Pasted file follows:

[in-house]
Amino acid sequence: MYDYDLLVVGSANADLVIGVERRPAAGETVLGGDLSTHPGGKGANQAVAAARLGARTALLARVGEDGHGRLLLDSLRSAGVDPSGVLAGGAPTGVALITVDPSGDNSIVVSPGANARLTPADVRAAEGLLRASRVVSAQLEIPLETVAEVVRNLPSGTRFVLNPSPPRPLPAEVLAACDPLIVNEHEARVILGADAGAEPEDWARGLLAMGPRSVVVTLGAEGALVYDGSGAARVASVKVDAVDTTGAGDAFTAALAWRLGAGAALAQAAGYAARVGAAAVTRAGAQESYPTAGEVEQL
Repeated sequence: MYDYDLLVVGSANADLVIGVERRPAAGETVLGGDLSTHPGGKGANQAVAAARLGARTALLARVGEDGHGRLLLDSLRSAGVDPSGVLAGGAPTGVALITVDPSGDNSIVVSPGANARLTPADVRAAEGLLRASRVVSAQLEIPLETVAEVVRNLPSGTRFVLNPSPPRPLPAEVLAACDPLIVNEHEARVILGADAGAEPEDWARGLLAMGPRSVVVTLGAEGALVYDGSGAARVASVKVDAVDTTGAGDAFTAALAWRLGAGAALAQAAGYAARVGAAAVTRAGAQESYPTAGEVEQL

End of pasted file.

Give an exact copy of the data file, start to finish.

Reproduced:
[in-house]
Amino acid sequence: MYDYDLLVVGSANADLVIGVERRPAAGETVLGGDLSTHPGGKGANQAVAAARLGARTALLARVGEDGHGRLLLDSLRSAGVDPSGVLAGGAPTGVALITVDPSGDNSIVVSPGANARLTPADVRAAEGLLRASRVVSAQLEIPLETVAEVVRNLPSGTRFVLNPSPPRPLPAEVLAACDPLIVNEHEARVILGADAGAEPEDWARGLLAMGPRSVVVTLGAEGALVYDGSGAARVASVKVDAVDTTGAGDAFTAALAWRLGAGAALAQAAGYAARVGAAAVTRAGAQESYPTAGEVEQL
Repeated sequence: MYDYDLLVVGSANADLVIGVERRPAAGETVLGGDLSTHPGGKGANQAVAAARLGARTALLARVGEDGHGRLLLDSLRSAGVDPSGVLAGGAPTGVALITVDPSGDNSIVVSPGANARLTPADVRAAEGLLRASRVVSAQLEIPLETVAEVVRNLPSGTRFVLNPSPPRPLPAEVLAACDPLIVNEHEARVILGADAGAEPEDWARGLLAMGPRSVVVTLGAEGALVYDGSGAARVASVKVDAVDTTGAGDAFTAALAWRLGAGAALAQAAGYAARVGAAAVTRAGAQESYPTAGEVEQL